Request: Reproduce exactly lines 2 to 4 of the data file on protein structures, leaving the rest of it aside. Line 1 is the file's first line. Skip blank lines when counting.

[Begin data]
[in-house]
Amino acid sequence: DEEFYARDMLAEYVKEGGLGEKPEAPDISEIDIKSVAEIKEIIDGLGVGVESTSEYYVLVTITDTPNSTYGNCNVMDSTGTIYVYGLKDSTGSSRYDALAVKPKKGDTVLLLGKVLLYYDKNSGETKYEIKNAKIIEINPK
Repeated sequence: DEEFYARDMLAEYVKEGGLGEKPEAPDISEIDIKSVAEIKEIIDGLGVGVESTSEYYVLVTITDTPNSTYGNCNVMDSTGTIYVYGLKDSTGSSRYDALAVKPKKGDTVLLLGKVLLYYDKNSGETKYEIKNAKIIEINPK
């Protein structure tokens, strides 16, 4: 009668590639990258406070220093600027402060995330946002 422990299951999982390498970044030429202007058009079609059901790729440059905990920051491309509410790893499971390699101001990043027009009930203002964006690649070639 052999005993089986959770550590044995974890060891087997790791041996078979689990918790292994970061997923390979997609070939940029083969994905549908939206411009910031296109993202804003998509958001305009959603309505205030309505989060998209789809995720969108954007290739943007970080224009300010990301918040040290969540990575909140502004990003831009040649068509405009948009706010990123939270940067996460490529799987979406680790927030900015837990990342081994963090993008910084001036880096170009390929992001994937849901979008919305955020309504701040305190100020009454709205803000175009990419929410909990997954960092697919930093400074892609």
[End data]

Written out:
Amino acid sequence: DEEFYARDMLAEYVKEGGLGEKPEAPDISEIDIKSVAEIKEIIDGLGVGVESTSEYYVLVTITDTPNSTYGNCNVMDSTGTIYVYGLKDSTGSSRYDALAVKPKKGDTVLLLGKVLLYYDKNSGETKYEIKNAKIIEINPK
Repeated sequence: DEEFYARDMLAEYVKEGGLGEKPEAPDISEIDIKSVAEIKEIIDGLGVGVESTSEYYVLVTITDTPNSTYGNCNVMDSTGTIYVYGLKDSTGSSRYDALAVKPKKGDTVLLLGKVLLYYDKNSGETKYEIKNAKIIEINPK
């Protein structure tokens, strides 16, 4: 009668590639990258406070220093600027402060995330946002 422990299951999982390498970044030429202007058009079609059901790729440059905990920051491309509410790893499971390699101001990043027009009930203002964006690649070639 052999005993089986959770550590044995974890060891087997790791041996078979689990918790292994970061997923390979997609070939940029083969994905549908939206411009910031296109993202804003998509958001305009959603309505205030309505989060998209789809995720969108954007290739943007970080224009300010990301918040040290969540990575909140502004990003831009040649068509405009948009706010990123939270940067996460490529799987979406680790927030900015837990990342081994963090993008910084001036880096170009390929992001994937849901979008919305955020309504701040305190100020009454709205803000175009990419929410909990997954960092697919930093400074892609």